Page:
Ten of thousands of people demonstrated through central Brussels on Sunday to protest reinforced COVID-19 restrictions imposed by the Belgian government to counter the latest spike in coronavirus cases.
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In Europe, tens of thousands of people demonstrated through central Brussels on Sunday to protest reinforced COVID-19 restrictions imposed by the Belgian government to counter the latest spike in coronavirus cases.
Many among the police estimate of 35,000 at the rally had already left for home when the demonstration descended into violence as several hundred people started pelting police, smashing cars and setting garbage bins ablaze. Police replied with tear gas and water cannons and sought to restore order when dusk settled on the Belgian capital.
“We have injuries, but we cannot yet say how many,” police spokesperson Ilse Vande Keere said. It was also unclear how many people were detained.
Earlier, marchers came to protest the government’s strong advice to get vaccinated and any possible moves to impose mandatory shots.
WATCH | Europe sees surge in COVID-19 cases:
Europe sees surge in COVID-19 cases, lockdown ordered in Austria
A spike in COVID-19 cases across Europe has forced some countries to reimpose restrictions. Austria will enter a nationwide lockdown for 20 days, with plans to become the first European country to mandate COVID-19 vaccinations for everyone by February. 2:00
Shouting “Freedom! Freedom! Freedom!” and singing the anti-fascist song “Bella Ciao,” protesters lined up behind a huge banner saying “Together for Freedom” and marched to the European Union headquarters. Amid the crowd, the signs varied from far-right insignia to the rainbow flags of the LGBT community.
The World Health Organization said last week that Europe was currently the hot spot of the pandemic, the only region in which COVID-19 deaths were rising. The autumn surge of infections is overwhelming hospitals in many central and eastern European nations, including Ukraine, Russia, Romania, the Czech Republic and Slovakia.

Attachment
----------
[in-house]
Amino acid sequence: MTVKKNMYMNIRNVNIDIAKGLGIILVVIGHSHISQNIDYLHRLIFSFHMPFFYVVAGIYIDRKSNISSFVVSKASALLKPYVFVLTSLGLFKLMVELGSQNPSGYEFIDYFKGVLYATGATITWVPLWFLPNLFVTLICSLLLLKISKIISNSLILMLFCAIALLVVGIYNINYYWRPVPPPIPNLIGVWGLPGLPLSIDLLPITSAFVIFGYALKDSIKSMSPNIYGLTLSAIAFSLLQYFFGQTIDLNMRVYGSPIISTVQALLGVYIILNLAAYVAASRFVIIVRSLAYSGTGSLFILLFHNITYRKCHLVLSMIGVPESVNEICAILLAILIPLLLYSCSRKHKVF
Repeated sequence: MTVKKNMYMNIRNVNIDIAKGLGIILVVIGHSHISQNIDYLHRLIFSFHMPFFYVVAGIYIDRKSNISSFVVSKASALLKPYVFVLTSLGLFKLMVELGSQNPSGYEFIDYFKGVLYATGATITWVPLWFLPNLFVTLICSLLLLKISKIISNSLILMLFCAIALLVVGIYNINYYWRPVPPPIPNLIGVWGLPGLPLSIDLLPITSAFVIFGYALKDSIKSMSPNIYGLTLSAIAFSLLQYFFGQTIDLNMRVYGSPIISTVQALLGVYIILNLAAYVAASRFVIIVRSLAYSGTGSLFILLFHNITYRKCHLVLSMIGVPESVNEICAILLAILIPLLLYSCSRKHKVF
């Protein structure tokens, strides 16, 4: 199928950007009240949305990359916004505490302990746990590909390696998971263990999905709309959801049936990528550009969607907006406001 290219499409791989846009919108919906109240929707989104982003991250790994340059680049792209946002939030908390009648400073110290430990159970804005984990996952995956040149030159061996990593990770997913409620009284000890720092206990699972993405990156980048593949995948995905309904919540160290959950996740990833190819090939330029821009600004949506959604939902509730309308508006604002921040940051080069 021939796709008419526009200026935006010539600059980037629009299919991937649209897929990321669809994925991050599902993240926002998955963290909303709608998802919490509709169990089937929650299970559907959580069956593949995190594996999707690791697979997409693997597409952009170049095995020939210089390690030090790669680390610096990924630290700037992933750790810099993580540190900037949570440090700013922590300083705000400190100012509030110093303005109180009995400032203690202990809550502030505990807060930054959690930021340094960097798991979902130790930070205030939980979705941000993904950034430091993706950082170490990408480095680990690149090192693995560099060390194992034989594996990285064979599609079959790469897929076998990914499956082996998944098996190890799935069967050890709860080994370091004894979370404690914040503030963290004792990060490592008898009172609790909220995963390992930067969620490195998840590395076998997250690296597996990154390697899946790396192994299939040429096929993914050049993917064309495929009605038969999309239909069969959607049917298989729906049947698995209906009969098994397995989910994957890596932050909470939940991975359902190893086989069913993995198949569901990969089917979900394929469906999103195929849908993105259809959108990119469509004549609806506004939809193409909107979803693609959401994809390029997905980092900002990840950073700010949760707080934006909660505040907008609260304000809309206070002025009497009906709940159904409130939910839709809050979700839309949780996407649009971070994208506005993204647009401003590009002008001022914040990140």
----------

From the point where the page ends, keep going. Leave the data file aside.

Over the past several days, there have been many anti-vaccination marches in European nations as one government after another tightened measures. Dutch police arrested more than 30 people during unrest in The Hague and other towns in the Netherlands on Saturday, following much worse violence the previous night.
Austria is going into a 10-day national lockdown on Monday for all of its people, after first imposing a lockdown on the unvaccinated. Christmas markets in Vienna were packed on Sunday with locals and tourists alike taking in the holiday sights before shops and food stalls had to close.
What’s happening across Canada
Active cases in Saskatchewan drop to 1,047 — one-third of what it was a month ago.
United Church expects ministers in Manitoba to be vaccinated.
Ontario reports 741 new cases, 3 more deaths.
Quebec expected to begin vaccinating some 700,000 children once doses arrive.
N.B. registers 90 new infections.
Faith groups share COVID-19 protocols after Amherst, N.S., outbreak.
Few details on policy for unvaccinated N.W.T. government workers as deadline looms.
What’s happening around the world
As of Sunday, more than 257.3 million cases of COVID-19 had been reported worldwide, according to Johns Hopkins University’s COVID-19 tracker. The reported global death toll stood at more than 5.1 million.
PHOTOS | COVID-19 protests devolve into riots in Guadeloupe:
In the Americas, French authorities sent police special forces to the Caribbean island of Guadeloupe, an overseas territory of France, as protests over COVID-19 restrictions erupted into rioting and looting for the third day in a row.
In Asia, relatives of people who died of COVID-19 are questioning Japan’s stay-at-home policy for coronavirus patients, arguing they are being denied hospital care and are essentially being abandoned.
In Africa, Nigerian authorities began a campaign to significantly expand the country’s coronavirus immunization program. Officials are aiming to inoculate half the population before February, a target they think will help them achieve herd immunity.